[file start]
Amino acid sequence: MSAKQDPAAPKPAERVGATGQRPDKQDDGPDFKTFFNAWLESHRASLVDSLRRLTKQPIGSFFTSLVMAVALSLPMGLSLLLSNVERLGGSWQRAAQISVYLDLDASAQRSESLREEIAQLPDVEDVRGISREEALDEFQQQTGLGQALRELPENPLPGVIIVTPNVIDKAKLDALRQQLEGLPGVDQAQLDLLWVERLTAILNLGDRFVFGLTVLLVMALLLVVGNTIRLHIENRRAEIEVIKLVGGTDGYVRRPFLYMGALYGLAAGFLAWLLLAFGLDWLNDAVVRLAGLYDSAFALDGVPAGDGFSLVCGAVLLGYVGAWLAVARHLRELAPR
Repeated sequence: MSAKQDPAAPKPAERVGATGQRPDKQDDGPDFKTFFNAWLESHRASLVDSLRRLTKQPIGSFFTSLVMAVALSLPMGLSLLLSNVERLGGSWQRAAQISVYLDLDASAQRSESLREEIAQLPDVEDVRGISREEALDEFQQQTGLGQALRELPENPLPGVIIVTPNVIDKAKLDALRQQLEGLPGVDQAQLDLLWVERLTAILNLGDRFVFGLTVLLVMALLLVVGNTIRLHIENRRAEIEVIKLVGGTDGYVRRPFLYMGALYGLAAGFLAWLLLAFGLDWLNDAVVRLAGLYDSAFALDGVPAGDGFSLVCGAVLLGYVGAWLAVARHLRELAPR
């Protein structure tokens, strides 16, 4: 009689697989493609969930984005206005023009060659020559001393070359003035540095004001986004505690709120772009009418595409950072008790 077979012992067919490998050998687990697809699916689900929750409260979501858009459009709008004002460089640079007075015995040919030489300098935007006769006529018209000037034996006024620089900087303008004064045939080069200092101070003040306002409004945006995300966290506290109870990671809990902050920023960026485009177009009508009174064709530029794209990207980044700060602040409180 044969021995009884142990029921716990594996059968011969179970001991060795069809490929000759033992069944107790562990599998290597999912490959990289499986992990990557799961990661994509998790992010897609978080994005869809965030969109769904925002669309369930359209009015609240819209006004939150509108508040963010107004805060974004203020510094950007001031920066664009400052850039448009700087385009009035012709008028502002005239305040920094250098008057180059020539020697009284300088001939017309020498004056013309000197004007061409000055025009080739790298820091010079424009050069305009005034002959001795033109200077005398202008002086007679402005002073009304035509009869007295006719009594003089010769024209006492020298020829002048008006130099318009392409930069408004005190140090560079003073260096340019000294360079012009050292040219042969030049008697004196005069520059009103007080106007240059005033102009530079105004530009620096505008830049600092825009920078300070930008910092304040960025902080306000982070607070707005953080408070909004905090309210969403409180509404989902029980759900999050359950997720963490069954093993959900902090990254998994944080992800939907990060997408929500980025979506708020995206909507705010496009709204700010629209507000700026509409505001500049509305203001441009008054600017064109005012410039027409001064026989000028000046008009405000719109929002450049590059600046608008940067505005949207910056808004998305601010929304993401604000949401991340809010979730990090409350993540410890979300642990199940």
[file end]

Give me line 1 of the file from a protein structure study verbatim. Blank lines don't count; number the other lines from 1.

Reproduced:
Amino acid sequence: MSAKQDPAAPKPAERVGATGQRPDKQDDGPDFKTFFNAWLESHRASLVDSLRRLTKQPIGSFFTSLVMAVALSLPMGLSLLLSNVERLGGSWQRAAQISVYLDLDASAQRSESLREEIAQLPDVEDVRGISREEALDEFQQQTGLGQALRELPENPLPGVIIVTPNVIDKAKLDALRQQLEGLPGVDQAQLDLLWVERLTAILNLGDRFVFGLTVLLVMALLLVVGNTIRLHIENRRAEIEVIKLVGGTDGYVRRPFLYMGALYGLAAGFLAWLLLAFGLDWLNDAVVRLAGLYDSAFALDGVPAGDGFSLVCGAVLLGYVGAWLAVARHLRELAPR